After breakfast we inquired for a calense to convey us to the Hagra tal Girnal, or "Generals' Rock," but had considerable difficulty in procuring one. At last a vehicle made its appearance, which certainly surpassed anything of the kind I had previously seen. It looked as though it had been dug up out of the earth, and might have belonged to the Phoenicians for aught we know. It was all over of a rusty brown colour, patched up here and there with bits of old leather; there were no spring; the door was tied together with a piece of string, and we feared at every jolt that the bottom would fall out. However, it was the only carriage obtainable; and in this antique and fearful conveyance, drawn by a most magnificent mule more than 14 hands high, we underwent a thorough shaking over a terribly rocky and uneven road, until we arrived at the brow of a hill that overhangs the small bay of Duejra, at the western extremity of the island. Here we left our calesse, and proceeded on foot down a steep path, over limestone rocks, abounding in fossil sea-urchins, halting at the extremity of a point, between which and the "Generals' Rock" flowed an arm of the sea that looked intensely blue under the cloudless sun. Several women and boys had followed us, offering various curiosities for sale amongst these were a number of fossil sharks' teeth, which they faithfully assured us were the tongues and teeth of the serpents which St. Paul cast out after he was shipwrecked. However, the good saint did not completely get rid of the snakes, for I saw several rather pretty ones during my rambles both in Gozo and Malta. The "Generals' Rock" is an isolated mass of limestone, about half a mile or so in circumference, surrounded by perpendicular cliffs, and separated from the main island by a chasm 150 feet wide. It is remarkable as having growing on its summit the famous Funyus Meliteitsis, as well as the fruit called Cynomorium coccinmm, which it is said is not known in any other part of the country. To reach the rock it is necessary to cross the chasm seated in a small box, which is suspended in mid-air between two ropes, and drawn along by a cord and pulleys. the other side, and on the return of the box I got in, and holding firmly by the rope was not long in reaching tho rock. The journey over this arm of the sea was anything but agreeable, as it consisted of a series of jerks, and the landing on the other side was very steep and dangerous. I found the top of the rock covered with a low growth, of bushes, wild stocks, and golden rod. After I had succeeded in finding a fungus, I returned safely in the box and rejoined my friend, who informed me that he had just been told that some time previously the ropes of this novel aerial conveyance gave way, and precipitated a passenger into the abyss below.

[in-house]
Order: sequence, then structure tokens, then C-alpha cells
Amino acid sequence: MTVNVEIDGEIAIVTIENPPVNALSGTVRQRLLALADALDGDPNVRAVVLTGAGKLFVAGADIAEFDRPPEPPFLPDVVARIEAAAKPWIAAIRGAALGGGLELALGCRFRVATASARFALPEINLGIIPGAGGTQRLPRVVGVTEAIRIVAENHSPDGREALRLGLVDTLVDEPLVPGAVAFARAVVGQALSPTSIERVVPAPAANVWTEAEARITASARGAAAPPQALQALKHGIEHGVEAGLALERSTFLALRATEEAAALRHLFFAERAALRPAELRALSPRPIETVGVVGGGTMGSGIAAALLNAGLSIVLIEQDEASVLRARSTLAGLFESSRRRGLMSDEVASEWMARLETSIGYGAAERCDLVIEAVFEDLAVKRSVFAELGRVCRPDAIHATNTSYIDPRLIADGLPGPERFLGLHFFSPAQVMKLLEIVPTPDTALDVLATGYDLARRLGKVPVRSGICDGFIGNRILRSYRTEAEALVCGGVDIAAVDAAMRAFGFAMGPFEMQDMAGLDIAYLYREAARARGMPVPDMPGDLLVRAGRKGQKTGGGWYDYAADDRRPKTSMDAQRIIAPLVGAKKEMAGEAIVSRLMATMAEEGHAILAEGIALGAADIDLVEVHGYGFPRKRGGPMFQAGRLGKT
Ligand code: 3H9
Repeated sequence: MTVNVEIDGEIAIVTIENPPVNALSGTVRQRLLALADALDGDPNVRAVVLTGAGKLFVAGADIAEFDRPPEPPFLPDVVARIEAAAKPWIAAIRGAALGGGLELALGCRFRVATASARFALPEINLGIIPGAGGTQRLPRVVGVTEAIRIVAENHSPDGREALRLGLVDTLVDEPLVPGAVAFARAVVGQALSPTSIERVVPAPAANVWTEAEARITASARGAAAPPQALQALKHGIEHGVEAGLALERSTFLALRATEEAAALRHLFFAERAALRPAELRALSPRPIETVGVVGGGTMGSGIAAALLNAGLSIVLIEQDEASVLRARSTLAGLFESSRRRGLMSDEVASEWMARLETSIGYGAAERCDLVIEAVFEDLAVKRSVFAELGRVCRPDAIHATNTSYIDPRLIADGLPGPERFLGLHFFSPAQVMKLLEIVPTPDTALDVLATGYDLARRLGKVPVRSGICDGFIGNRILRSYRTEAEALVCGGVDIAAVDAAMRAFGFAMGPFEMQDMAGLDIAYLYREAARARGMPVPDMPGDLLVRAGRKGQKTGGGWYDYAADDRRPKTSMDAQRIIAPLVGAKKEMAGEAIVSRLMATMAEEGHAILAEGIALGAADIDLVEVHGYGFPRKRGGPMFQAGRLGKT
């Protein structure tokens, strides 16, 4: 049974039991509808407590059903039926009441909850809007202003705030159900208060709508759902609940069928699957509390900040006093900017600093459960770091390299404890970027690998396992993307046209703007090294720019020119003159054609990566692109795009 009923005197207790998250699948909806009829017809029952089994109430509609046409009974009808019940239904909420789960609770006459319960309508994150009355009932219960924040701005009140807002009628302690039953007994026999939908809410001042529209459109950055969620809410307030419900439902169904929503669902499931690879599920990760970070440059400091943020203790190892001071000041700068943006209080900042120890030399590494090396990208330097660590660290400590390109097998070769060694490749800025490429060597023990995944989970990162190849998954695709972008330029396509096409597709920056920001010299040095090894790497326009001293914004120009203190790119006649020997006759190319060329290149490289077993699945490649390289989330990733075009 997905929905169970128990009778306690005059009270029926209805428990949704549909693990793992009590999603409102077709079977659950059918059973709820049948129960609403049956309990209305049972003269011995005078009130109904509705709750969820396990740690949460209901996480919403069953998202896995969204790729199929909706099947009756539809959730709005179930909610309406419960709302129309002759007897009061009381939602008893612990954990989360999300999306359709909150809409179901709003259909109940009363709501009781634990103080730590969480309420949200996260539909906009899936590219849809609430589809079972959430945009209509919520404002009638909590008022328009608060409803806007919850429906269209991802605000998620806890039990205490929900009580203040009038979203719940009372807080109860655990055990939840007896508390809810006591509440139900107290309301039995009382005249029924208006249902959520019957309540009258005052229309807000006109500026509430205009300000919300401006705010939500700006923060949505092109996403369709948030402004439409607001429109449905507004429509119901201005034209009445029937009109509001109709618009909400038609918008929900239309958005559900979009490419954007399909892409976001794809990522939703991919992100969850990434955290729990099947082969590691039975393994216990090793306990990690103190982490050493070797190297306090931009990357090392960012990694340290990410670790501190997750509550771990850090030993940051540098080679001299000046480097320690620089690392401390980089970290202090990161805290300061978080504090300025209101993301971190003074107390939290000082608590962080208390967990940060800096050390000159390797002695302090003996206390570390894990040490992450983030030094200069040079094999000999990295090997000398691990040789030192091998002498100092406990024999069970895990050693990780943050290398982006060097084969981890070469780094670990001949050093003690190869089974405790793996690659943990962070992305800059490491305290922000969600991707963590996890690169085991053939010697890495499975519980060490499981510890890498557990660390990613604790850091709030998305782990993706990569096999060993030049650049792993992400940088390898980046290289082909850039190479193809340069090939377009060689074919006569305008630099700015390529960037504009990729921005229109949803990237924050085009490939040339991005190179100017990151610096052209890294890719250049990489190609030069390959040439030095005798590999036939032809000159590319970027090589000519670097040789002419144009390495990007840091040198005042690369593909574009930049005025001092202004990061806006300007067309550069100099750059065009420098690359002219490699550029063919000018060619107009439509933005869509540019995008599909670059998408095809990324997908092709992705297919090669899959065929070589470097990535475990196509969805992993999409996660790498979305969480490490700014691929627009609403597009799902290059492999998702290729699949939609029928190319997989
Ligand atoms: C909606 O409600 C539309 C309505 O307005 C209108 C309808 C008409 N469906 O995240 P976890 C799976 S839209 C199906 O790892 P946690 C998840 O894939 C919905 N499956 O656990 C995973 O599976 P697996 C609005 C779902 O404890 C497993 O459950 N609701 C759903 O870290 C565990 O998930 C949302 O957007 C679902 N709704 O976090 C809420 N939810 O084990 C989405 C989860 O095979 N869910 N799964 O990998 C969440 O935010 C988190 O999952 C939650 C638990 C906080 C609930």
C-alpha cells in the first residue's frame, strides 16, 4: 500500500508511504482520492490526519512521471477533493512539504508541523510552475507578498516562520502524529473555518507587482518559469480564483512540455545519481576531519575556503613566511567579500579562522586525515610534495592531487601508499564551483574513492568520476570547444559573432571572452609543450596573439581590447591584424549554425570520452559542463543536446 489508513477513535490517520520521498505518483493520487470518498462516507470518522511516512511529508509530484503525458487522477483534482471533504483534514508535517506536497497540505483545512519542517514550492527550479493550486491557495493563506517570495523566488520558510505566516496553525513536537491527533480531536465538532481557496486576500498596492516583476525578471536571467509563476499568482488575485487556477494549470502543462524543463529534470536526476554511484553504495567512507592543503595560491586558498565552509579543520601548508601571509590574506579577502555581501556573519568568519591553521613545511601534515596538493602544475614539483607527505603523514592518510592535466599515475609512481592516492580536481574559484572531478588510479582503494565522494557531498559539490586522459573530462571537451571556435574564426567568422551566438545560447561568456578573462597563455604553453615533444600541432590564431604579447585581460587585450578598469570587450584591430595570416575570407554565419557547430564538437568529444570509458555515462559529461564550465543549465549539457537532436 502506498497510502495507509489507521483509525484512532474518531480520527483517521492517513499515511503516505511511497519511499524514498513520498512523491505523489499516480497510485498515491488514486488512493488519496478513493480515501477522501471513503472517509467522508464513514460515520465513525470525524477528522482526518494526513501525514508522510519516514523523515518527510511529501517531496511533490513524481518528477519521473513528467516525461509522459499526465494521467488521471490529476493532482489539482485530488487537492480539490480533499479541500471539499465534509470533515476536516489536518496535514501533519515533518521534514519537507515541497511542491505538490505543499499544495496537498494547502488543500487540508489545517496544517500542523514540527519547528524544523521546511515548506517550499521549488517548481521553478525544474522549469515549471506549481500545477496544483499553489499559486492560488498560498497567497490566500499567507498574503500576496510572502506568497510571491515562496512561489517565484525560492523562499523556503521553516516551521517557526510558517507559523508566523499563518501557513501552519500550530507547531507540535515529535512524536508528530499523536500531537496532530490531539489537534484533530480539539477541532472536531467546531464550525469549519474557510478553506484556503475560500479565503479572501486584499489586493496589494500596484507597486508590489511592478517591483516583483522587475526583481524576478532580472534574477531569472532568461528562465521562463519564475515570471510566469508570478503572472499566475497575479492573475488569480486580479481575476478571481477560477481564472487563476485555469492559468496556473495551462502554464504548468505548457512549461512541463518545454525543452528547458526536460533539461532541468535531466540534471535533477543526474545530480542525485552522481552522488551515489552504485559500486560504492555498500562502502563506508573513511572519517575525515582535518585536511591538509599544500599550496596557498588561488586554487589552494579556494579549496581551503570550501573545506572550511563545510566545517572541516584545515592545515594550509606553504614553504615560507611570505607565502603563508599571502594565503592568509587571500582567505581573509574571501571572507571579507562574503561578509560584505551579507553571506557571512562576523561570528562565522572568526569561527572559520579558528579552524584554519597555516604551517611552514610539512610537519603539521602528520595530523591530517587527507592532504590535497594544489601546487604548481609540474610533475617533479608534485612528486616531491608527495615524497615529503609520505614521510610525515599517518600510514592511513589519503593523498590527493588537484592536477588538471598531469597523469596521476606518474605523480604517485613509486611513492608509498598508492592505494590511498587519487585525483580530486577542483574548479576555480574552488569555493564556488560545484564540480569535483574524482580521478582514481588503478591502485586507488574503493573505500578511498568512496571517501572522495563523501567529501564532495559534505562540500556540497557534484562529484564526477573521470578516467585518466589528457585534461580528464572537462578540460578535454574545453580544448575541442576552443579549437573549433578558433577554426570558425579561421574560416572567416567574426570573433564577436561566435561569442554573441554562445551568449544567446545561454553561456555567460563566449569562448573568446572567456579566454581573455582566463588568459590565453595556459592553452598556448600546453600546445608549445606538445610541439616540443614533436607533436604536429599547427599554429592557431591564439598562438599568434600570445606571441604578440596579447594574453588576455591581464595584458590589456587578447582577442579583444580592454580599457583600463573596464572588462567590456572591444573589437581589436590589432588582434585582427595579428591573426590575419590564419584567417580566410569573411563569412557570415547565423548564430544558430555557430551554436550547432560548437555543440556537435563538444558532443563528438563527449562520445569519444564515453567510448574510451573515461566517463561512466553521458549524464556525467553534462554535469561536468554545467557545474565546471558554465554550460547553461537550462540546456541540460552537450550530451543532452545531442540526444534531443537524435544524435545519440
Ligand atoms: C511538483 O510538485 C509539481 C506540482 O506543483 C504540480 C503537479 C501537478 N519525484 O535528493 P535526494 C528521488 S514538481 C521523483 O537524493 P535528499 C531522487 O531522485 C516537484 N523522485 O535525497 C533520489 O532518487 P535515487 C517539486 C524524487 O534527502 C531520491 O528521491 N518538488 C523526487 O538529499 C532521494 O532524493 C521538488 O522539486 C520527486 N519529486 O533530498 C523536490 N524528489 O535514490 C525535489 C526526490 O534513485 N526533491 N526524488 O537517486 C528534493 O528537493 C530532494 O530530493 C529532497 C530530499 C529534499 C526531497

Returning to Rabbato, we dined hastily upon macaroni, with a dessert of excellent peaches, and then set off in an opposite direction to visit the Torre tal Gigant, or Giants' Tower, which is one of the most important of the Phoenician remains in Gozo. It consists of a circular inclosure surrounded by enormous masses of rock piled one upon another. The entrance faces the east, and many of the huge slab of stone forming the walls exhibit the marks of rude chiselling. In the upright pillars which flank the entrance, and look like doorposts, are several holes, probably intended for the introduction of bolts. This rum is supposed to have been a " puratheion," one of those open edifices in which the rites of fire were formerly celebrated; that element being the one under which "the Phoenicians, who are supposed to have been the first settlers in the Maltese Islands, worshipped the sun. After a survey of this ancient temple we returned to the Bay of Migarro, where we had left our boat, and, reembarking, bade farewell to Gozo.
Mgarr Harbour, Gozo, Malta
The majority of the villagers were engaged in sailing and farming. Sailors on the Gozo boat would be leaving the port as early as three o' clock in the morning arriving at the Grand Harbour in the evening. The return journey used to start the following morning and the arrival to Mgarr at sunset the same day.
The farmers on the other hand would already be at work early in the morning doing the hard work before the scorching sun at its highest. At about nine o' clock the housewives went to the bakery where the bread had to be molded - it was done by the housewives themselves. After mid-day meal, the woman folk used to turn their attention to lace-making. Nearly every member of the female population learned when still young the intricate art of lace-making.